We’ve never used the newsletter to solicit for this. We have a single salesman who is literally killing it on Southern Saltwater Fishing Magazine. What sales we do have in the other titles is a hodgepodge of business I have brought in between doing other projects. It is a very fertile ground waiting for the right people. So, what are we looking for?

Number one would be the ability to sell. We have 3-5 openings for people who are self-starters and are willing to help turn the ground, plant, pray for rain and willing to harvest. For now, it is straight commission, but the commission is very respectable. Paid as a “contract employee” the job will allow you to work at home with some travel involved. As is our nature, we’ll help you get started, but a truly self-starting personality is the key. I can foresee these positions being attractive to outdoorsmen and others willing to invest the time on the front end. Established customers are yours to keep.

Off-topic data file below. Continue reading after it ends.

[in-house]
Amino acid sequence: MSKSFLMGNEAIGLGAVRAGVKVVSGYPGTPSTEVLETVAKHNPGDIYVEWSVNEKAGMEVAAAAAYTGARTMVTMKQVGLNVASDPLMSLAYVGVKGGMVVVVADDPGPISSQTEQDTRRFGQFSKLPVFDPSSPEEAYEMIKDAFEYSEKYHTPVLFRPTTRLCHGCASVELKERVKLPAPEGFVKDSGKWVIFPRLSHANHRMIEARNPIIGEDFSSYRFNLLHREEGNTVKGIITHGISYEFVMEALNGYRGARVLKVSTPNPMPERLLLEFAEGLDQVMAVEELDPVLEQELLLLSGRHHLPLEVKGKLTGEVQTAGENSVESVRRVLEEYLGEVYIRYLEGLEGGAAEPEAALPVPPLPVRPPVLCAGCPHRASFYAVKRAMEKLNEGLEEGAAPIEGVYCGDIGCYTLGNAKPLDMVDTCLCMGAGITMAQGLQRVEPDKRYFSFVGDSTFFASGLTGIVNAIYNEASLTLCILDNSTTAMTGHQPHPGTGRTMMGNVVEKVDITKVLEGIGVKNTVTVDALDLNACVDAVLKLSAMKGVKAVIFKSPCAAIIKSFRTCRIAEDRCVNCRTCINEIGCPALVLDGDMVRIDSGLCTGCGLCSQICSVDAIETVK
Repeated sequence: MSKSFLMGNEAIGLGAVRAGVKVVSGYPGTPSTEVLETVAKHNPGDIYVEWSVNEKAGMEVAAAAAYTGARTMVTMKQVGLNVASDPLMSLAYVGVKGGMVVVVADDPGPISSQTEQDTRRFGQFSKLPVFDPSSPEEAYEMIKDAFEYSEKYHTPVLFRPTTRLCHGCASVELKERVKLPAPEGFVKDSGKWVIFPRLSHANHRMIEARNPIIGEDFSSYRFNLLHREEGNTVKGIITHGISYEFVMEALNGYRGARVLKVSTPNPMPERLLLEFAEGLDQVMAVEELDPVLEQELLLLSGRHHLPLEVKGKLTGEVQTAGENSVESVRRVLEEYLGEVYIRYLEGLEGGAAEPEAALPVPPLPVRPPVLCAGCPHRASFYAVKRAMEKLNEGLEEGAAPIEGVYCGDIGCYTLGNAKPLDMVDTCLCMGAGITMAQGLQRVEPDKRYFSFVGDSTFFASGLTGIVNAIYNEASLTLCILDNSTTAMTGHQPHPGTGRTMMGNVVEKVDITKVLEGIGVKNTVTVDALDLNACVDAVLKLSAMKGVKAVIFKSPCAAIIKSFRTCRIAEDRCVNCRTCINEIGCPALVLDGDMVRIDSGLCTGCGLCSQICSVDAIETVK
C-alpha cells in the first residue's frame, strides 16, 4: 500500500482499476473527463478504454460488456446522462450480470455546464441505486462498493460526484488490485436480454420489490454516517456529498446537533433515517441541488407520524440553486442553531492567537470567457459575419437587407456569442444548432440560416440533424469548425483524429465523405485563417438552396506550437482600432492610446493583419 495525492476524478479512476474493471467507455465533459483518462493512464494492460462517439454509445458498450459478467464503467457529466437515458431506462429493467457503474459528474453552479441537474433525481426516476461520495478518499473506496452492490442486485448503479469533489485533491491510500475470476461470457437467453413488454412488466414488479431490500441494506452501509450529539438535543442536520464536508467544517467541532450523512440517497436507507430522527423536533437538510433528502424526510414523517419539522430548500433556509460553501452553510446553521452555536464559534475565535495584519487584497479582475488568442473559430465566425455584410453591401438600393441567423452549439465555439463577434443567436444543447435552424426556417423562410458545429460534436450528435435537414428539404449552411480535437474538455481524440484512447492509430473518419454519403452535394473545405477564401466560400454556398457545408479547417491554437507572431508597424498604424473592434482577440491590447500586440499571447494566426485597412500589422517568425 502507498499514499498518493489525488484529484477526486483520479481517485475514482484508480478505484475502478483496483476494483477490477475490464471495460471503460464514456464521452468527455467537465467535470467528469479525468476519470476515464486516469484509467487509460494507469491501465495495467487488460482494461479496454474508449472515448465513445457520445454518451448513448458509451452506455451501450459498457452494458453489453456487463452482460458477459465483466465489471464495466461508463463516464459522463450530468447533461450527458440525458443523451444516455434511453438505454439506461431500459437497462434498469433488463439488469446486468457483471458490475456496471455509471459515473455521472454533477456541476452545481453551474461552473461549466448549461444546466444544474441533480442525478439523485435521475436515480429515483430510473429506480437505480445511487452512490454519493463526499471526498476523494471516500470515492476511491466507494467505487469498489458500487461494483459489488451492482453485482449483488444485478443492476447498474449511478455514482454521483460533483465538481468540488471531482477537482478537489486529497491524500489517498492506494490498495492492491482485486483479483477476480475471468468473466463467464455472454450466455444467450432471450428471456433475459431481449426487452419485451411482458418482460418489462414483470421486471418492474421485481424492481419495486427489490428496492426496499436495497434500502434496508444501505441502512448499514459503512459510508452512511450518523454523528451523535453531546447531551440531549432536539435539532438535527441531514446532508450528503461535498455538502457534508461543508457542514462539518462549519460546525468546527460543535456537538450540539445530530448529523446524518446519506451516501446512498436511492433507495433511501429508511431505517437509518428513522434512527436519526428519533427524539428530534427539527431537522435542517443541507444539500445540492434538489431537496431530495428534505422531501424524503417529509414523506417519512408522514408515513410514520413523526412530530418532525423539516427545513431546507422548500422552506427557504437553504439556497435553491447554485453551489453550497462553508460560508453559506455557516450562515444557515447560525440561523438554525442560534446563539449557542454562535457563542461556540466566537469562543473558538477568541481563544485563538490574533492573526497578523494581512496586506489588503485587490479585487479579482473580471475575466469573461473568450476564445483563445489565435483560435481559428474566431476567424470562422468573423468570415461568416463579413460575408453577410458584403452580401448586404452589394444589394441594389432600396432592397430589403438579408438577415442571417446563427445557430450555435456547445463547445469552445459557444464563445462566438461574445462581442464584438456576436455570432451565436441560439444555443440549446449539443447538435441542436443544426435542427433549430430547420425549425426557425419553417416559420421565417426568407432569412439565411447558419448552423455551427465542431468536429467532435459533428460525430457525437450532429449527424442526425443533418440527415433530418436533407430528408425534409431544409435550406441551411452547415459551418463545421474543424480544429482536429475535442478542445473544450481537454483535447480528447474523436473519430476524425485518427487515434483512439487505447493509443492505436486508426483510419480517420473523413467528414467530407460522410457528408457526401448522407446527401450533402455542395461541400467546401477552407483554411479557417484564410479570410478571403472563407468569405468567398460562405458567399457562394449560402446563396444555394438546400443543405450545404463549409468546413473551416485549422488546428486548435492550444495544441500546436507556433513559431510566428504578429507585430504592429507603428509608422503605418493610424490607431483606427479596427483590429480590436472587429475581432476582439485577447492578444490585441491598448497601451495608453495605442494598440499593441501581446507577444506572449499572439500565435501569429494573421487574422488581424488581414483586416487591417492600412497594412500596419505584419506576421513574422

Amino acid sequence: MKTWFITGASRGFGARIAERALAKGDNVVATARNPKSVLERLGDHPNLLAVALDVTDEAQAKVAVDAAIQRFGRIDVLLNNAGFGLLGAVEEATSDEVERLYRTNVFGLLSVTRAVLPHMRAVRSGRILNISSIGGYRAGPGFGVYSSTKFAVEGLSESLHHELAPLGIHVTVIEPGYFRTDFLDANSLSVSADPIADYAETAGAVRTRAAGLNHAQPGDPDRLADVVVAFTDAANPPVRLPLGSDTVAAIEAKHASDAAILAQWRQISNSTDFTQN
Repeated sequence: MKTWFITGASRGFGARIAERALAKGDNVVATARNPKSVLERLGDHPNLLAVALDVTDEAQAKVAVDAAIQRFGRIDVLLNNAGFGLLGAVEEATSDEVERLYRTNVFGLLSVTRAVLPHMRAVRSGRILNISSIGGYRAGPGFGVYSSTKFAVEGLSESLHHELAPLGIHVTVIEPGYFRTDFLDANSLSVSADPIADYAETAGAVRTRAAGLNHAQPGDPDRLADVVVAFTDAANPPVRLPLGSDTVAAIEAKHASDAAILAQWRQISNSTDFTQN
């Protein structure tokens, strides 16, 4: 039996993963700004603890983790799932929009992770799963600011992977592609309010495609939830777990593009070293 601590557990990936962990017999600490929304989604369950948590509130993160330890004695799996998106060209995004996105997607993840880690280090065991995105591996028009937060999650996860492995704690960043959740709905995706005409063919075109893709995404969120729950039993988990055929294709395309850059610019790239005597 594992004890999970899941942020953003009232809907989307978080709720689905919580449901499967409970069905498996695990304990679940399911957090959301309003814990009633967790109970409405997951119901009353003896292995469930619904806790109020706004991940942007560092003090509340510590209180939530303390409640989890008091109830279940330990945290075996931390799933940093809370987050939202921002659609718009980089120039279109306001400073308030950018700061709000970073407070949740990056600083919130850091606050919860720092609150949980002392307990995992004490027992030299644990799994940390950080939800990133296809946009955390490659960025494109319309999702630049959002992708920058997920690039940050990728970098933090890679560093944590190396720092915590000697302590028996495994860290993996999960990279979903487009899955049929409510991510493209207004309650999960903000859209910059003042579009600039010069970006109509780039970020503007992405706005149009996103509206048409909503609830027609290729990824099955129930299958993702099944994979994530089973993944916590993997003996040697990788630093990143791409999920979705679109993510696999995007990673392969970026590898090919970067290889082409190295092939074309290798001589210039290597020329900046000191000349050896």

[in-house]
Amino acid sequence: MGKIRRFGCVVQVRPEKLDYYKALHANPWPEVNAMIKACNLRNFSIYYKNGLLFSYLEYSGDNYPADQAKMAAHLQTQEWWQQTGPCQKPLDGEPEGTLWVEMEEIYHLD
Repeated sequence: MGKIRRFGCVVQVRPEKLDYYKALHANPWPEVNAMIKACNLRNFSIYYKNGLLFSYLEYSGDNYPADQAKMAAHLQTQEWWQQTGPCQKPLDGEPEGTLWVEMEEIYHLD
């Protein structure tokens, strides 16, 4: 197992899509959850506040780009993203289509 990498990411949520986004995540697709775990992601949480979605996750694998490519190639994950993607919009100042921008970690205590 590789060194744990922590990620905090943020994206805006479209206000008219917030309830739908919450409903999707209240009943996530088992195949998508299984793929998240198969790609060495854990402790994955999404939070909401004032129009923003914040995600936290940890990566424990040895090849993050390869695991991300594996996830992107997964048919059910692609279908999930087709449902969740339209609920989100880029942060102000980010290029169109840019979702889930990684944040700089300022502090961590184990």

We are a nondiscrimination employer. The potential for growth is terrific. We have two new products coming out soon, one of which has no bearing on fishing, Actually, we are quite content at this time with our four fishing titles and are ready to expand into the Southern Lifestyle market as quickly as possible.

If this sounds like something you’d like to know more about, contact me at

Breaking News: 5 Leaders in TU Thomas & Thomas Rod Giveaway

leah kirk


Launched with intentional lack of fanfare, the Southern Trout Magazine’s first every Shootout closes on December 31st. What is it you ask? Good question.

We’ve made special arrangements with Thomas & Thomas Rod Company to give away five of their new 9’ 4wt fly rods. The catch? Well in a moment of divine inspiration, we here decided to hold a contest pitting the sixty or so Trout Unlimited chapters against on another to see who could sign up the most people to receive a free subscription to STM. We divided the southeast into five regions: GA/SC, TN/KY, NC, VA, and WV/MD. Each region has roughly the same number of chapters.